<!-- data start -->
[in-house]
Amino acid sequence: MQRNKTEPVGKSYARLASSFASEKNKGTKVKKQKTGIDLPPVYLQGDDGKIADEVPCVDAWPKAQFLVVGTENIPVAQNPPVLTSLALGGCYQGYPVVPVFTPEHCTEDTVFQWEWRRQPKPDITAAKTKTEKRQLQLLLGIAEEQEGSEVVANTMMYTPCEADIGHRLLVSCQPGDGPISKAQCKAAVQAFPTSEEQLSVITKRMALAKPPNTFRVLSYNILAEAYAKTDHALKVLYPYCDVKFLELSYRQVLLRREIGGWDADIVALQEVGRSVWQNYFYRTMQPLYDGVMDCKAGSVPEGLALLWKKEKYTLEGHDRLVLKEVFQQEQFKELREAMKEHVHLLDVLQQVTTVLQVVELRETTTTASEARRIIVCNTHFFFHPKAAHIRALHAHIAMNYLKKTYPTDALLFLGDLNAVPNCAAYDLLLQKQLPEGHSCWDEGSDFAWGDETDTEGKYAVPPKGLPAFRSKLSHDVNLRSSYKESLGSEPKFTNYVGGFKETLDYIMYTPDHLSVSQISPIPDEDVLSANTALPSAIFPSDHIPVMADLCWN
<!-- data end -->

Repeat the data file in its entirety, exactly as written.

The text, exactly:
[in-house]
Amino acid sequence: MQRNKTEPVGKSYARLASSFASEKNKGTKVKKQKTGIDLPPVYLQGDDGKIADEVPCVDAWPKAQFLVVGTENIPVAQNPPVLTSLALGGCYQGYPVVPVFTPEHCTEDTVFQWEWRRQPKPDITAAKTKTEKRQLQLLLGIAEEQEGSEVVANTMMYTPCEADIGHRLLVSCQPGDGPISKAQCKAAVQAFPTSEEQLSVITKRMALAKPPNTFRVLSYNILAEAYAKTDHALKVLYPYCDVKFLELSYRQVLLRREIGGWDADIVALQEVGRSVWQNYFYRTMQPLYDGVMDCKAGSVPEGLALLWKKEKYTLEGHDRLVLKEVFQQEQFKELREAMKEHVHLLDVLQQVTTVLQVVELRETTTTASEARRIIVCNTHFFFHPKAAHIRALHAHIAMNYLKKTYPTDALLFLGDLNAVPNCAAYDLLLQKQLPEGHSCWDEGSDFAWGDETDTEGKYAVPPKGLPAFRSKLSHDVNLRSSYKESLGSEPKFTNYVGGFKETLDYIMYTPDHLSVSQISPIPDEDVLSANTALPSAIFPSDHIPVMADLCWN